Places to Go: David Copperfield by Charles Dickens
Places to Go is a special feature that The Reader is bringing to you in the hope that it may provide some inspiration on how we can spend our time at home during lockdown. We will be posting extracts from stories which highlight special moments of travel and adventure for you to enjoy. This week Natalie Kaas-Pontoppidan shares a reading from David Copperfield by Charles Dickens.
David Copperfield has had a great impact on me, and recently I found myself returning to it again. I like David for telling us his life’s story as honestly as he possibly can. Everything, even his ‘secret agony’ is felt and shown in this book, and in this extract, we are taken back to the first few years of his life.
Here, he is living in his childhood home with his mother and Peggotty. The older David, the one writing, actively asks himself, ‘What else do I remember? Let me see. There comes out of the cloud, our house – not new to me, but quite familiar, in its earliest remembrance’. I wonder how often we do that ourselves - trying to see, what we can remember from our childhood home or another childhood place? It’s wonderful that although David has to think quite hard about it, it comes out of the 'cloud' as something familiar. It’s the act of recalling the past rather than rebuilding it.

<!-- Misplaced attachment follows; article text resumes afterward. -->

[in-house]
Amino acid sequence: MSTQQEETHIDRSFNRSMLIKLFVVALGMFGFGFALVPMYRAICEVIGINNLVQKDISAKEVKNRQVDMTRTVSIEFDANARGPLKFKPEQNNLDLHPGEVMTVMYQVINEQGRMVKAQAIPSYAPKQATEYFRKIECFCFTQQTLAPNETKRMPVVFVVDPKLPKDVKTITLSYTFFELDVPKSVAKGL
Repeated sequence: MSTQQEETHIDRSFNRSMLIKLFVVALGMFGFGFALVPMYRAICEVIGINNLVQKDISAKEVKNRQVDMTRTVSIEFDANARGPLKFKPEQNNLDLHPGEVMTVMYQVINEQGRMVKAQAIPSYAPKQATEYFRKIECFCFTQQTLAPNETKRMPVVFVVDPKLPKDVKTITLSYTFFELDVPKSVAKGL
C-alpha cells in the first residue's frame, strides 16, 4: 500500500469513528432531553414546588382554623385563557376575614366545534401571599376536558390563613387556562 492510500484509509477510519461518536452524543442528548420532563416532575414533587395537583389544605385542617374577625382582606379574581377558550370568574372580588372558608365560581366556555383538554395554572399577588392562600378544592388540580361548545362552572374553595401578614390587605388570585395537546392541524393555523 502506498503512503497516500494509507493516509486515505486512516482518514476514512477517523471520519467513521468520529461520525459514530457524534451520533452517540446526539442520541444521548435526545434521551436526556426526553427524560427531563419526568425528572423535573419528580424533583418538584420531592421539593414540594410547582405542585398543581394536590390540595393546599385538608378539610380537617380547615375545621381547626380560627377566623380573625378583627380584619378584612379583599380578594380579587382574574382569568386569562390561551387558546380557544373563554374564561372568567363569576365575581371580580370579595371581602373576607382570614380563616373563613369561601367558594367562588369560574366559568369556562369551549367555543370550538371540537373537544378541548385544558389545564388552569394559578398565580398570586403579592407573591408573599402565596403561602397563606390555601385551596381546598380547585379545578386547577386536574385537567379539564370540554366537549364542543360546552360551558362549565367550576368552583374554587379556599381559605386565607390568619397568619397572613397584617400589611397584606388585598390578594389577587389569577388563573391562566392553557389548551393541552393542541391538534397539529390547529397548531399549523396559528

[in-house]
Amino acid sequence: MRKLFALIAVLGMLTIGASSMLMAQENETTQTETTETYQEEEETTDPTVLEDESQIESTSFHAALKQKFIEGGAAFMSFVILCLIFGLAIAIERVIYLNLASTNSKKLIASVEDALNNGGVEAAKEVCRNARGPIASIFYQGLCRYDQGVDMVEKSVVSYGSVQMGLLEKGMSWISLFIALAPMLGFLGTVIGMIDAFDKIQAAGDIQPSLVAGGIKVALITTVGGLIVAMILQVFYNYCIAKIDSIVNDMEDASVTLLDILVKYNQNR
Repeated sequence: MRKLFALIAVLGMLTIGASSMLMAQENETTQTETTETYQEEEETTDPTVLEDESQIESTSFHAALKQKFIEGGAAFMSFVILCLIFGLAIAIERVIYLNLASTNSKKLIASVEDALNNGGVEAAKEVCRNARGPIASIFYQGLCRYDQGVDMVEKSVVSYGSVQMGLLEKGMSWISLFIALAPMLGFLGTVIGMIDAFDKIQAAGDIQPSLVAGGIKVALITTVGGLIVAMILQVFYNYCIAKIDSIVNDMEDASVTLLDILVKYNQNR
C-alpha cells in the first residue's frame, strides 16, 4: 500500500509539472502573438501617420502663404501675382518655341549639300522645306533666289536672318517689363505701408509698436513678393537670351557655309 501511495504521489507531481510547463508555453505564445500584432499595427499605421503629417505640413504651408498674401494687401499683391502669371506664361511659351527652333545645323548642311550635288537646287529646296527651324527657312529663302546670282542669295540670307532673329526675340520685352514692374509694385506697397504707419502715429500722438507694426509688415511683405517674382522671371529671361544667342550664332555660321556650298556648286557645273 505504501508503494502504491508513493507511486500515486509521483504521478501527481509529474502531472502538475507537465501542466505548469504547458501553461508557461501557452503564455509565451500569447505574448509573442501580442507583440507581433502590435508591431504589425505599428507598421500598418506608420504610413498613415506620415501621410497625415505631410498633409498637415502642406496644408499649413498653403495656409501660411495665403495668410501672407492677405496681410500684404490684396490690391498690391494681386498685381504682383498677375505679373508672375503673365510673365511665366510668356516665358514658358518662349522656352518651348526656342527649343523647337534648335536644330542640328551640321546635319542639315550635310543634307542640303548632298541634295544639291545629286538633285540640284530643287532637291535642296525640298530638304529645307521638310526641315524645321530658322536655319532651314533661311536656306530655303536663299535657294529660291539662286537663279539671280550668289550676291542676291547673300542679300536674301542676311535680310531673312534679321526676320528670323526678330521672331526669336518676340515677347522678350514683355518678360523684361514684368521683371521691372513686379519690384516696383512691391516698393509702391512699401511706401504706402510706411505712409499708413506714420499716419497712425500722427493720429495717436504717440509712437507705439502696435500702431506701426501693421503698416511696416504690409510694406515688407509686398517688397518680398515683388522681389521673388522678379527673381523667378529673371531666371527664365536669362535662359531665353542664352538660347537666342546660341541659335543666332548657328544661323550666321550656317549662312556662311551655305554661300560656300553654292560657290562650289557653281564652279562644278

His description of the ground floor and the back yard feels very real, almost as if we are there with him. However, it is no longer just ‘the older David’. By going back and describing the waddling geese and the fierce cock, it is as if he feels it again as the child he once was. A hall follows, leading from Peggotty’s kitchen to the front door. I like imagining the dark store-room and all the different tubs and jars. It reminds me of the store-room in the house I grew up, and I am trying to remember what we kept in it and what it smelled like. David remembers the smell of soap, pickles, pepper, candles, and coffee, ‘all at one whiff’. Perhaps it rings true for many places that the smell is distinct and cannot really be described to others?
Finally, David takes us to the churchyard, outside his bedroom window, where his father lies buried. I find his way of describing it rather moving, ‘There is nothing half so green that I know anywhere, as the grass of that churchyard; nothing half so shady as its tress; nothing half so quiet as it tombstones.’ To him, as a child, this churchyard with its many graves is peaceful - perhaps a bit suprisingly. I wonder if we had similar peaceful places in our childhoods. What did they look like?
I thought of this extract in relation to ‘places to go’, because, rather than always thinking about new places to go (as I am guilty of), I wonder if it can be just as magical to think carefully about the places we once inhabited. And not just what they look like, but also what they felt like, these past ‘inner places’, which live on in us long after we’ve moved out of them.